Aren’t there also similar DNA markers for exposure to viruses and the like? Perhaps a time traveler could have unique markers for diseases that don’t yet exist? Only guessing from things that were being discussed at the early stages of COVID.

Not in DNA, but in the adaptive immune system. We couldn’t detect antibodies to viruses that don’t yet exist, because we wouldn’t know what to look for. But the giveaway would be the broad absence of immunity to current viruses. If this time traveler is not isolated, they will die quickly because they lack immunity to our viruses, and they may be carrying viruses that will likewise kill us.

Are you thinking of this?

It depends on far they’re traveling. A time traveler from a hundred years in either direction from the present might be prone to getting ill for a bit with every variety of headcold making the rounds but would probably be OK.

What you would really have to worry about it someone from, say 1,000 years ago who might be carrying something like smallpox into the present day, or someone bringing something nasty from 1,000 years in the future.

Someone from 20,000 years in the past, when humans lived in small groups, is less likely to bring something nasty to the present since most of our worst diseases tend to be “crowd diseases” that didn’t arise until humans developed agriculture, domesticated animals, and started living in cities.

How would that work, given that there was a great distance between some populations, and great difficulty in travelling before modern times? How could one confidently draw that conclusion with regard to, say, an Amazonian tribesperson and someone from an equally remote part of Africa?

If there were random mating among all humans (no isolated subpopulations) the MRCA would be at just 800 years. The longer estimate of 2,300 years in the paper I linked (sorry I can’t find a free access link) derives from various models based on what we know of historical population structure.

Because of the doubling effect, even a single migrant into an isolated population can quickly become an ancestor of everyone in that population. So it takes very little migration to create genealogical paths that link everyone alive. Populations have not remained completely isolated in the past few hundred years.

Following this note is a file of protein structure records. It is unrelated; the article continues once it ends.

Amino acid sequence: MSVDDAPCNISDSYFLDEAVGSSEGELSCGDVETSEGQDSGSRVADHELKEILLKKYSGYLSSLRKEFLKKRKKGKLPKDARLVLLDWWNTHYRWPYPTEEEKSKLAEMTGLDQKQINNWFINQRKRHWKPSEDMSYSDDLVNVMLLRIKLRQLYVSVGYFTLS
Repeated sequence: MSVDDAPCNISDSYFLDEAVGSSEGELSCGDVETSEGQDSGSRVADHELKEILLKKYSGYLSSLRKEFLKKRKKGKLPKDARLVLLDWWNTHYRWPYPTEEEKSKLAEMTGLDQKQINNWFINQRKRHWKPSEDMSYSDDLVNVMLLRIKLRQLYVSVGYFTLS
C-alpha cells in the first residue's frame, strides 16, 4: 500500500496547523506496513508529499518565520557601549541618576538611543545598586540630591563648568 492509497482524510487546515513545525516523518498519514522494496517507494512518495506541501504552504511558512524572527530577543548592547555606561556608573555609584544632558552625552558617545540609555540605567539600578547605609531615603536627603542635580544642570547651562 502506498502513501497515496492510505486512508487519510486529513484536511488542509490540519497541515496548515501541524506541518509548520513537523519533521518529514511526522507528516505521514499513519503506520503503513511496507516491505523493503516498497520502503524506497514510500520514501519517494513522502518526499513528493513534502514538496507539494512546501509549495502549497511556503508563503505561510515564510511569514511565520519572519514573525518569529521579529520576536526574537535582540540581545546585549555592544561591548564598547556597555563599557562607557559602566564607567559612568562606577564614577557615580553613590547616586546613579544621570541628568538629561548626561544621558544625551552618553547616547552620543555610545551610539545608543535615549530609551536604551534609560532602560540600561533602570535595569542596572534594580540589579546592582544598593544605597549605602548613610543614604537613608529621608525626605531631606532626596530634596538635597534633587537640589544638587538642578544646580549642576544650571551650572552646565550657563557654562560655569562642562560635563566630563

If you were to ask the same question a few hundred years ago, the MRCA would have been more distant because there were probably populations (eg Tasmania) that had been completely isolated for millennia.

In addition to what Reimann mentions, not everyone has the same pattern of ancestors. Going 2300 years ago is about 90-100 generations, so you have 2^100 ancestors. There weren’t 2^100 people ever, much less 2300 years ago so everybody in that 2^100 full tree is duplicated billions of times. The pattern of who is duplicated in each tree will be very different for the people you mention. The African will have the people who lived in Africa back then many, many times more than those who lived in the western hemisphere even if the unique set of ancestors is the same for both.

I would think that for the specific example of the African and the Amazonian, the transatlantic slave trade provides a sad but obvious explanation for how this pattern of migration could have worked out. It’s easy to imagine an African slave brought to Brazil while this country was still importing slave (either under Portuguese colony rule or post-independence), plus some cases of interethnic relationships between whites, slaves, and Amazonians (not necessarily the same white person with both a slave and an Amazonian, obviously). And there you have it, the ancestries of subsequent generations of the Amazonian tribe and the Africans overlap.

I would have thought some people from remote parts of new guinea might not share ancestors for father back than 2300 years.